A schematic illustrating the range of ML methods comprising the mechanoChemML code framework for data-driven computational material physics.

Jordan McKay

Jordan McKay

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He/Him

Jordan McKay is a Project Associate Manager at MIDAS. An Ann Arbor native, Jordan received his Bachelors in Computer Science from University of Michigan, and his Masters in Information at the University of Michigan School of Information. Outside of business hours, Jordan also works as a conductor, concert pianist, and Music Director with a number of organizations in the Ann Arbor area.

In addition to his duties administrating the day-to-day operations for MIDAS, its website, its events, and its part-time staff, Jordan is an engaged member of the data science community. Jordan is a determined advocate for ethical AI, data sovereignty, accessibility, digital privacy, and humane information system design, and is proud to be a member of a team that is working to make data a force for good in our society.

Matias del Campo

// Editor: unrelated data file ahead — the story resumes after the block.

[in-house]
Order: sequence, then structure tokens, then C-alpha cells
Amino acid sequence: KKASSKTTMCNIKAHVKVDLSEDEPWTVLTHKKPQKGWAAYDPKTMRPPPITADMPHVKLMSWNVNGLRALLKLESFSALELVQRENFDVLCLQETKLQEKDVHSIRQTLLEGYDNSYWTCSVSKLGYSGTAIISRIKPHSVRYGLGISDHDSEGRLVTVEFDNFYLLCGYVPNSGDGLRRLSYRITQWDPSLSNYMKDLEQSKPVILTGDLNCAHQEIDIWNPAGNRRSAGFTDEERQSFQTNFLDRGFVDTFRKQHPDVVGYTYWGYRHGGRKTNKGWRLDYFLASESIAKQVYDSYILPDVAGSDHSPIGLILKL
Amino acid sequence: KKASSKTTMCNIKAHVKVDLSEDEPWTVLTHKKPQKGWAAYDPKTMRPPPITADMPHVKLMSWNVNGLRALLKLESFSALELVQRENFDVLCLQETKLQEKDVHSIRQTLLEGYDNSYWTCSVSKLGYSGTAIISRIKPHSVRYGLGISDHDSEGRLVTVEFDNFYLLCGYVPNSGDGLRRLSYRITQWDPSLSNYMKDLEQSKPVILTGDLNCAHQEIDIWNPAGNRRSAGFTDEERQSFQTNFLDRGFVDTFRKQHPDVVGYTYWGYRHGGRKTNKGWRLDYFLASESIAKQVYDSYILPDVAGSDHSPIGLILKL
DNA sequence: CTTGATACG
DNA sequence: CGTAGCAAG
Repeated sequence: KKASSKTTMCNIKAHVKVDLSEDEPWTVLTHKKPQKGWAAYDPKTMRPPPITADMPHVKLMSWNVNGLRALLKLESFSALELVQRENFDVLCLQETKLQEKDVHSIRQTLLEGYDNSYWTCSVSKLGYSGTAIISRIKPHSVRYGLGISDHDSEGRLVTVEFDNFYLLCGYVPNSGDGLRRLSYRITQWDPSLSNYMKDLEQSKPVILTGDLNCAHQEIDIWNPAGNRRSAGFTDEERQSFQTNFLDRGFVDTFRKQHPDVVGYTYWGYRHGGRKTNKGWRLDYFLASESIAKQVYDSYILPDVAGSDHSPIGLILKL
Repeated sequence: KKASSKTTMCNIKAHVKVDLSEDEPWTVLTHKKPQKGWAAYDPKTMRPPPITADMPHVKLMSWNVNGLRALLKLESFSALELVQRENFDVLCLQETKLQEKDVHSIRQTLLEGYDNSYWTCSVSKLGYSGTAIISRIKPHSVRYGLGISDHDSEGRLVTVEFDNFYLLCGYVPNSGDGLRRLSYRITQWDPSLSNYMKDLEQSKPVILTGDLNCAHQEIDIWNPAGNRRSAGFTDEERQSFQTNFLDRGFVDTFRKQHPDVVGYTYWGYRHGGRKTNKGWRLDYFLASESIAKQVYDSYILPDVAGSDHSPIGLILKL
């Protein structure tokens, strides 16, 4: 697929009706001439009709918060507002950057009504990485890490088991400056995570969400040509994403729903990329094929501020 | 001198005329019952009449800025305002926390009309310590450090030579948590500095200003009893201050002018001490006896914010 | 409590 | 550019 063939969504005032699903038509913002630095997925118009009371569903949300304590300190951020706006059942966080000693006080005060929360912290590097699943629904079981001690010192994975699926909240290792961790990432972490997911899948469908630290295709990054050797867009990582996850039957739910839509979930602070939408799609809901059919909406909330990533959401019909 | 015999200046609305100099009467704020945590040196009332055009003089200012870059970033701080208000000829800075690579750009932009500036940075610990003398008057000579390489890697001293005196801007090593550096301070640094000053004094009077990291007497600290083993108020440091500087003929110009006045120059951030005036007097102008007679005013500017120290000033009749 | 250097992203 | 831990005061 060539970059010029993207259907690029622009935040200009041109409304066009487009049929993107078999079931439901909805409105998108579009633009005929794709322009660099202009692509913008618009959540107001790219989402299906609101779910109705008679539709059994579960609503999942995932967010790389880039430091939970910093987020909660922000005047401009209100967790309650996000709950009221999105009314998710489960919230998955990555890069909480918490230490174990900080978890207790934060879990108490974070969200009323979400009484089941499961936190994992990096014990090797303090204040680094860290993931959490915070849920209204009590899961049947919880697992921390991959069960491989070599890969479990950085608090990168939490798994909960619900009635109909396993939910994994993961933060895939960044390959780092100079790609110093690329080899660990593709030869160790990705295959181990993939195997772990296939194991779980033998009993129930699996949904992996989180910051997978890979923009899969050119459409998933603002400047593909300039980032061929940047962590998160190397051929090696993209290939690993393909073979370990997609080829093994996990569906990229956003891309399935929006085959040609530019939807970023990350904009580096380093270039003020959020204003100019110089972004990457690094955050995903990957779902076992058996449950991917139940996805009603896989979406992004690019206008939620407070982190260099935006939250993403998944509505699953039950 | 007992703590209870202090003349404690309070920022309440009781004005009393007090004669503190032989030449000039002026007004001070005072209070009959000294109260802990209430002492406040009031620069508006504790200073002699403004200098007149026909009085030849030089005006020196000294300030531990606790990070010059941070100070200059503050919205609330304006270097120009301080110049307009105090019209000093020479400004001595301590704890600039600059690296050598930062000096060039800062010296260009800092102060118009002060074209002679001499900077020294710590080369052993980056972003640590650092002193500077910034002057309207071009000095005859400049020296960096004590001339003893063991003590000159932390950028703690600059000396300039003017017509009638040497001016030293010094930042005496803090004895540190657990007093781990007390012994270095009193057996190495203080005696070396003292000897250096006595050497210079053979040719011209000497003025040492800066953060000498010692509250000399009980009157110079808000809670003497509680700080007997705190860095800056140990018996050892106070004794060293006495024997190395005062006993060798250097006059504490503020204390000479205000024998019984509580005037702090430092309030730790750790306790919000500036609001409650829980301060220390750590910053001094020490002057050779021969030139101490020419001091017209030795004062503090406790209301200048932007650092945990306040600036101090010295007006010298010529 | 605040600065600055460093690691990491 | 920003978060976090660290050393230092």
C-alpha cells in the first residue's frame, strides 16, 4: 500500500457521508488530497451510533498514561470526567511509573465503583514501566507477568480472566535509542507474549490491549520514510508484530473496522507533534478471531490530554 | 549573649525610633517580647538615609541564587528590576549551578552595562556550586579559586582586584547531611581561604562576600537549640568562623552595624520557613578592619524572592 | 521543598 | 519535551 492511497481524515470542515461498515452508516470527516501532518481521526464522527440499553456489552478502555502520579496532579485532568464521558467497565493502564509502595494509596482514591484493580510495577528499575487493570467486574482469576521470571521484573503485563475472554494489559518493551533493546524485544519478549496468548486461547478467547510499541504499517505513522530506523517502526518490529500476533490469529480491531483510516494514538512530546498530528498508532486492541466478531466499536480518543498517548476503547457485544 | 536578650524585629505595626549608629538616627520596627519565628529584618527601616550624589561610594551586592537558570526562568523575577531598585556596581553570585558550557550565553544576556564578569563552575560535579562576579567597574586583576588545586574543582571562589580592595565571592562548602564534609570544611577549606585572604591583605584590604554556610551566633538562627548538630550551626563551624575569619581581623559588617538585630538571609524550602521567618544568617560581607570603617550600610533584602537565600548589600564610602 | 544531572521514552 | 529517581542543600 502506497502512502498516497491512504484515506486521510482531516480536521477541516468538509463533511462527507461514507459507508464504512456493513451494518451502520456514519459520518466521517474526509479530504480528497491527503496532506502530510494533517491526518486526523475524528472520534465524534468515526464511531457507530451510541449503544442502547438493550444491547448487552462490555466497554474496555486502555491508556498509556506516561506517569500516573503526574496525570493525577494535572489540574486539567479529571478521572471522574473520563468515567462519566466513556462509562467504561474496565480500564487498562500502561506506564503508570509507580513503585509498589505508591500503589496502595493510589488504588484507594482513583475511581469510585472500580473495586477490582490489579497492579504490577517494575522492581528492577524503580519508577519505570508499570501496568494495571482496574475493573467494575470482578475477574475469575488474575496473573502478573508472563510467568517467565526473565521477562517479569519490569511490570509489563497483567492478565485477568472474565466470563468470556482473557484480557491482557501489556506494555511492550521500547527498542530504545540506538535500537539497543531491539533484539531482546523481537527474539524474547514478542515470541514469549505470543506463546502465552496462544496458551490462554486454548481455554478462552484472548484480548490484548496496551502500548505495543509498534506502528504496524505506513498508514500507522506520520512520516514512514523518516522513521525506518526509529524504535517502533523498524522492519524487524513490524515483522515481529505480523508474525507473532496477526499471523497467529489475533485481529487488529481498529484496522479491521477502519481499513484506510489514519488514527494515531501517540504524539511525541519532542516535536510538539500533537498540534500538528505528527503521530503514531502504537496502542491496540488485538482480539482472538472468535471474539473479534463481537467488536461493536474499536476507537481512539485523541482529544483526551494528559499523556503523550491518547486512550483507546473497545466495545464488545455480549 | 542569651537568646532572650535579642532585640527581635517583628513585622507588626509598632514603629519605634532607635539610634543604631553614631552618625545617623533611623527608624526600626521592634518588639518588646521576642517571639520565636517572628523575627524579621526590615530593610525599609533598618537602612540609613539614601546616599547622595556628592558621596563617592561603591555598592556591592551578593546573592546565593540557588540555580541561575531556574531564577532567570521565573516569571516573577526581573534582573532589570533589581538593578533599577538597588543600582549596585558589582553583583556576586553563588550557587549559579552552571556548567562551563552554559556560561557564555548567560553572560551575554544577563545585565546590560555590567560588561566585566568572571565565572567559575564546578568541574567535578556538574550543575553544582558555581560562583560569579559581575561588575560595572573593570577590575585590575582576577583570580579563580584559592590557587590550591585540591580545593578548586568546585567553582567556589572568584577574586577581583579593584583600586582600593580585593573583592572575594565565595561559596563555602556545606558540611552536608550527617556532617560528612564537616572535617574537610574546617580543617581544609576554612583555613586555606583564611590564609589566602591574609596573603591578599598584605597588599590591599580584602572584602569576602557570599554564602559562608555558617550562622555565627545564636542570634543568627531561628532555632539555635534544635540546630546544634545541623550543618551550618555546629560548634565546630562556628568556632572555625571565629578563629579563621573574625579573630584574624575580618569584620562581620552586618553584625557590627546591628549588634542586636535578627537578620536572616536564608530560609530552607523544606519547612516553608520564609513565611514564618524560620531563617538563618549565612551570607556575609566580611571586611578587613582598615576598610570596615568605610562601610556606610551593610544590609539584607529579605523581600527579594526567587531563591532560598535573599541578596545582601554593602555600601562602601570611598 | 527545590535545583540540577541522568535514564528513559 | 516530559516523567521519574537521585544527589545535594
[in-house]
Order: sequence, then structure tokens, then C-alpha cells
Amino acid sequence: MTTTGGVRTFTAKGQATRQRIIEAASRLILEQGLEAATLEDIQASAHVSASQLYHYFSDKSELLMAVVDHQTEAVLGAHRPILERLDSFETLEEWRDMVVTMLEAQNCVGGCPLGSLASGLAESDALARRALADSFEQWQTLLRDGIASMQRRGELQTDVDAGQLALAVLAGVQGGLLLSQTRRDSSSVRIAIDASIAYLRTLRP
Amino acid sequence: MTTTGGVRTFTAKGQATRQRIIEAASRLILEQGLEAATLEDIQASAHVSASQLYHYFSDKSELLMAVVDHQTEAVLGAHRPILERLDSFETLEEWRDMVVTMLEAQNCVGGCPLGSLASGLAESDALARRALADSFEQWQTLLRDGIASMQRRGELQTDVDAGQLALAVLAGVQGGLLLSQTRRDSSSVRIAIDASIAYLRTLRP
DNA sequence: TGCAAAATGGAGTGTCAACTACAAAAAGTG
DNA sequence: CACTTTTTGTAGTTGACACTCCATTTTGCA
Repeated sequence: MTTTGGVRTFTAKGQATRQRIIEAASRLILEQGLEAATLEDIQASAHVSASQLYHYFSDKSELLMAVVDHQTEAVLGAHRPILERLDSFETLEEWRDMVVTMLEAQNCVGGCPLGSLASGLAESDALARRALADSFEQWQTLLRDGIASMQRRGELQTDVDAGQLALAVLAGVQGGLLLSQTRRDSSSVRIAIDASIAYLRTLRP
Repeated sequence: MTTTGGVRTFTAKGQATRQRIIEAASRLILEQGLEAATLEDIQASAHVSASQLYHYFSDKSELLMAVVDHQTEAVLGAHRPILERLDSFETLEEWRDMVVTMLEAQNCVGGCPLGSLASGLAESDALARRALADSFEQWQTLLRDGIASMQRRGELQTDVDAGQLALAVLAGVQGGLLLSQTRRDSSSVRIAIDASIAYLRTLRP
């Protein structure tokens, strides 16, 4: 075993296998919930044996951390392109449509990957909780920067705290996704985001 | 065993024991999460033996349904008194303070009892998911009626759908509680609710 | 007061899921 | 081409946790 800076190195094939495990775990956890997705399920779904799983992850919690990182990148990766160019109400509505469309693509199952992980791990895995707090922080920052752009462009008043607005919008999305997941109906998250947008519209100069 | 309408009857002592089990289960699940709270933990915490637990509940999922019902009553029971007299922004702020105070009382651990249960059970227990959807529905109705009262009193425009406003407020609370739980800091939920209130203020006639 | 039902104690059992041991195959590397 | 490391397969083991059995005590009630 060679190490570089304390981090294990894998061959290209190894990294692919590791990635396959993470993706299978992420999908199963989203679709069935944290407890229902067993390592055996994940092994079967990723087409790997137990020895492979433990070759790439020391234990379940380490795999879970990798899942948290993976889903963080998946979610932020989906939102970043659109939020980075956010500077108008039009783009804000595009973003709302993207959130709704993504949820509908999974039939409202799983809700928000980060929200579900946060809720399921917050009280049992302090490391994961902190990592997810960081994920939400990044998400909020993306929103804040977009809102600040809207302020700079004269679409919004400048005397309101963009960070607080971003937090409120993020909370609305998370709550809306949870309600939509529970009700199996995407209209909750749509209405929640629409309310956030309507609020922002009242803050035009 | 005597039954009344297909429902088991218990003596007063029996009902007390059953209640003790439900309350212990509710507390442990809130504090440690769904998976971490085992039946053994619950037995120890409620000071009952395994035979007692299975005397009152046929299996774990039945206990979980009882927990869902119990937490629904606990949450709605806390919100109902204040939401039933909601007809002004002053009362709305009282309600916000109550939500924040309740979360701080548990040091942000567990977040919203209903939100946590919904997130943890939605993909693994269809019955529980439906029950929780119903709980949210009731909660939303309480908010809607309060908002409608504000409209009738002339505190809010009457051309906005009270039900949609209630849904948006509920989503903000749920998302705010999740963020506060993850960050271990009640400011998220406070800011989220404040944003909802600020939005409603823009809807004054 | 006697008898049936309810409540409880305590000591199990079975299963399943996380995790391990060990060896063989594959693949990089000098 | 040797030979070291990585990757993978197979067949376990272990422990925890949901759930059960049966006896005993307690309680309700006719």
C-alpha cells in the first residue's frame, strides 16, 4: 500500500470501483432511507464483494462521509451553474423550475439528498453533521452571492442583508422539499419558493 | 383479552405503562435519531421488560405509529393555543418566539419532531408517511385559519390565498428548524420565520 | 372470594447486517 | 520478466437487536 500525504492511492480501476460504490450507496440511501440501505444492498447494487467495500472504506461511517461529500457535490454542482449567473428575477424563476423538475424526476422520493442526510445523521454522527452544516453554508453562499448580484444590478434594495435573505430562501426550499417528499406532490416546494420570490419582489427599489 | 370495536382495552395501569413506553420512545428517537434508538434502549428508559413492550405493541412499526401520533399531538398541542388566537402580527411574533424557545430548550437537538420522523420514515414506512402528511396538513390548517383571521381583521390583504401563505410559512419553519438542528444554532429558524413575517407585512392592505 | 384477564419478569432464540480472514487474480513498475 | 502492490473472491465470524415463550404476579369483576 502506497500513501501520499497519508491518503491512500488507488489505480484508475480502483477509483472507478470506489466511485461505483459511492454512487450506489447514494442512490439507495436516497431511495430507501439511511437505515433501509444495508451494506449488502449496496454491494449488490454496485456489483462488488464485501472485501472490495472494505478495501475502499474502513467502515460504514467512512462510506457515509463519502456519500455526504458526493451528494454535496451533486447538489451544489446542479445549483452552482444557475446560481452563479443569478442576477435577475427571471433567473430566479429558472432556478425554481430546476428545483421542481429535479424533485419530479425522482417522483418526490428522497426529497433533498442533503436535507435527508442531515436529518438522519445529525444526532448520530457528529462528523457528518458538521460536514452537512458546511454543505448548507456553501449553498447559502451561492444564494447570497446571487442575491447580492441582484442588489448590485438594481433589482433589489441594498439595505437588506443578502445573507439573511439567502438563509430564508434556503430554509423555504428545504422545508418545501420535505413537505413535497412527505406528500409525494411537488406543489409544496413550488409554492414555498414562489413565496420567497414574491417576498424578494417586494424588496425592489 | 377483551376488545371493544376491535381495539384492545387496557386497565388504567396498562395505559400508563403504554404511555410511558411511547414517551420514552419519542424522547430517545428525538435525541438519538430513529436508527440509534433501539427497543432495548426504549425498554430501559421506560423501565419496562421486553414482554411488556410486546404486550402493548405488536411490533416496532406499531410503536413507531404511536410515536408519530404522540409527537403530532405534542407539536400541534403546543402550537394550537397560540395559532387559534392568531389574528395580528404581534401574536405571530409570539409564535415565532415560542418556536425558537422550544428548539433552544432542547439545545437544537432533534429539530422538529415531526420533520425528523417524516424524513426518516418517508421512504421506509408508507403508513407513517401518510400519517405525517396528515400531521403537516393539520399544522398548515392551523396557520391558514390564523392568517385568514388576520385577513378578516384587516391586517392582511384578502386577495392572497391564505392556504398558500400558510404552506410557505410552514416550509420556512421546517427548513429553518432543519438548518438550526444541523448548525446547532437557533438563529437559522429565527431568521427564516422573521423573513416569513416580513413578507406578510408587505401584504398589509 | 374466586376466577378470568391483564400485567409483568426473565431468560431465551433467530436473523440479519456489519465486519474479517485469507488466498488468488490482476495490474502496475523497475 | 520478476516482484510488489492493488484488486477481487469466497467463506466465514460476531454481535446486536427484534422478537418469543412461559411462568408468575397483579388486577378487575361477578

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The goal of this project is the creation of a crucial building block of the research on AI and Architecture – a database of 3D models necessary to successfully run Artificial Neural Networks in 3D. This database is part of the first stepping-stones for the research at the AR2IL (Architecture and Artificial Intelligence Laboratory), an interdisciplinary Laboratory between Architecture (represented by Taubman College of Architecture of Urban Planning), Michigan Robotics, and the CS Department of the University of Michigan. A Laboratory dedicated to research specializing in the development of applications of Artificial Intelligence in the field of Architecture and Urban Planning. This area of inquiry has experienced an explosive growth in recent years (triggered in part by research conducted at UoM), as evidenced for example by the growth in papers dedicated to AI applications in architecture, as well as in the investment of the industry in this area. The research funded by this proposal would secure the leading position of Taubman College and the University of Michigan in the field of AI and Architecture. This proposal would also address the current lack of 3D databases that are specifically designed for Architecture applications.